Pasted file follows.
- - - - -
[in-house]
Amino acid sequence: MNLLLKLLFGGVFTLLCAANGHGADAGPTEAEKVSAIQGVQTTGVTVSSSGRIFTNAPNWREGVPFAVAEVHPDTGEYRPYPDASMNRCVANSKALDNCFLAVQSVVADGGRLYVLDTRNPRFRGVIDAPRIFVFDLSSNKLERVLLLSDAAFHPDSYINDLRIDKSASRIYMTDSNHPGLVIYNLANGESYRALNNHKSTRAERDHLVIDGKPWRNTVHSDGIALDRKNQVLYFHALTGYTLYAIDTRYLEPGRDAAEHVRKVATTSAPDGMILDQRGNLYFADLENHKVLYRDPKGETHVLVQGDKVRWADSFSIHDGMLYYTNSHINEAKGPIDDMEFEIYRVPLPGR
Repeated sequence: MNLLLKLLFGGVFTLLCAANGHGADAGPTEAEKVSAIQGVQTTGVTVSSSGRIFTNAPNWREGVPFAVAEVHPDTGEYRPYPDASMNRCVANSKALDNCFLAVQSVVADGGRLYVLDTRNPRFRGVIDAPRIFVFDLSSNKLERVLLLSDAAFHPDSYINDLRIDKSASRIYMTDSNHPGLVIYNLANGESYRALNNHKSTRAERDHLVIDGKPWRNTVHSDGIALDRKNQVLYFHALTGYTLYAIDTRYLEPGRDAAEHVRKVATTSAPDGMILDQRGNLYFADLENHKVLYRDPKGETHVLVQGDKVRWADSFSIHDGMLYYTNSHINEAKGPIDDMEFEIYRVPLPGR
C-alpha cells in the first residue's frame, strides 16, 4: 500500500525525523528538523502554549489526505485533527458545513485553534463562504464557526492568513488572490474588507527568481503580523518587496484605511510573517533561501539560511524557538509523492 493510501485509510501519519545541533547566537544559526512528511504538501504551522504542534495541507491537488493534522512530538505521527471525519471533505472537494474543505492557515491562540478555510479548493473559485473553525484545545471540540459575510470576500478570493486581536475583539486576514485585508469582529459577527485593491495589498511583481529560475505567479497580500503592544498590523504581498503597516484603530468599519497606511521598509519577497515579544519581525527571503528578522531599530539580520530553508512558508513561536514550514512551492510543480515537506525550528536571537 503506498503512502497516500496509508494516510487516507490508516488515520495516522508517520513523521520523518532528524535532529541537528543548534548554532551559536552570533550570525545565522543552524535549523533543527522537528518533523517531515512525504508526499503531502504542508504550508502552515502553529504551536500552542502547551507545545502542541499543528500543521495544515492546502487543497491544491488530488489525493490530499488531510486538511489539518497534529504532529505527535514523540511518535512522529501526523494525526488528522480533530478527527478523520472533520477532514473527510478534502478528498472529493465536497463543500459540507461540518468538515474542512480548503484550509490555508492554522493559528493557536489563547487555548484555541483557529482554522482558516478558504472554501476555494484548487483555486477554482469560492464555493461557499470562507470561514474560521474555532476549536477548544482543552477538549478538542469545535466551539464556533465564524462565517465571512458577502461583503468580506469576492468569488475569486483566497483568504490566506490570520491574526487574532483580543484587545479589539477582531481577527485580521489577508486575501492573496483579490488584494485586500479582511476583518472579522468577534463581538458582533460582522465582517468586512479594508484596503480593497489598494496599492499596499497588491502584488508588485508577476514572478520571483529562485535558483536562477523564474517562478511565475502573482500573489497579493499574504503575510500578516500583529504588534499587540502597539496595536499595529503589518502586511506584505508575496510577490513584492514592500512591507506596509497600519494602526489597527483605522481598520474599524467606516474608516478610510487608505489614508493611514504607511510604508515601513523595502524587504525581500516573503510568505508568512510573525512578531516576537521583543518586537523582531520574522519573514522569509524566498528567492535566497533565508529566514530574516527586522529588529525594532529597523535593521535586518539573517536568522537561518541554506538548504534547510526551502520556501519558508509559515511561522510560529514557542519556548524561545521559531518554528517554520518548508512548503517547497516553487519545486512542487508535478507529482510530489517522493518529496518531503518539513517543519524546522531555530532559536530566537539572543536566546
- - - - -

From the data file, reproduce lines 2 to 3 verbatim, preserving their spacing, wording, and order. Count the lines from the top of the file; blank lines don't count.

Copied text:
Amino acid sequence: MNLLLKLLFGGVFTLLCAANGHGADAGPTEAEKVSAIQGVQTTGVTVSSSGRIFTNAPNWREGVPFAVAEVHPDTGEYRPYPDASMNRCVANSKALDNCFLAVQSVVADGGRLYVLDTRNPRFRGVIDAPRIFVFDLSSNKLERVLLLSDAAFHPDSYINDLRIDKSASRIYMTDSNHPGLVIYNLANGESYRALNNHKSTRAERDHLVIDGKPWRNTVHSDGIALDRKNQVLYFHALTGYTLYAIDTRYLEPGRDAAEHVRKVATTSAPDGMILDQRGNLYFADLENHKVLYRDPKGETHVLVQGDKVRWADSFSIHDGMLYYTNSHINEAKGPIDDMEFEIYRVPLPGR
Repeated sequence: MNLLLKLLFGGVFTLLCAANGHGADAGPTEAEKVSAIQGVQTTGVTVSSSGRIFTNAPNWREGVPFAVAEVHPDTGEYRPYPDASMNRCVANSKALDNCFLAVQSVVADGGRLYVLDTRNPRFRGVIDAPRIFVFDLSSNKLERVLLLSDAAFHPDSYINDLRIDKSASRIYMTDSNHPGLVIYNLANGESYRALNNHKSTRAERDHLVIDGKPWRNTVHSDGIALDRKNQVLYFHALTGYTLYAIDTRYLEPGRDAAEHVRKVATTSAPDGMILDQRGNLYFADLENHKVLYRDPKGETHVLVQGDKVRWADSFSIHDGMLYYTNSHINEAKGPIDDMEFEIYRVPLPGR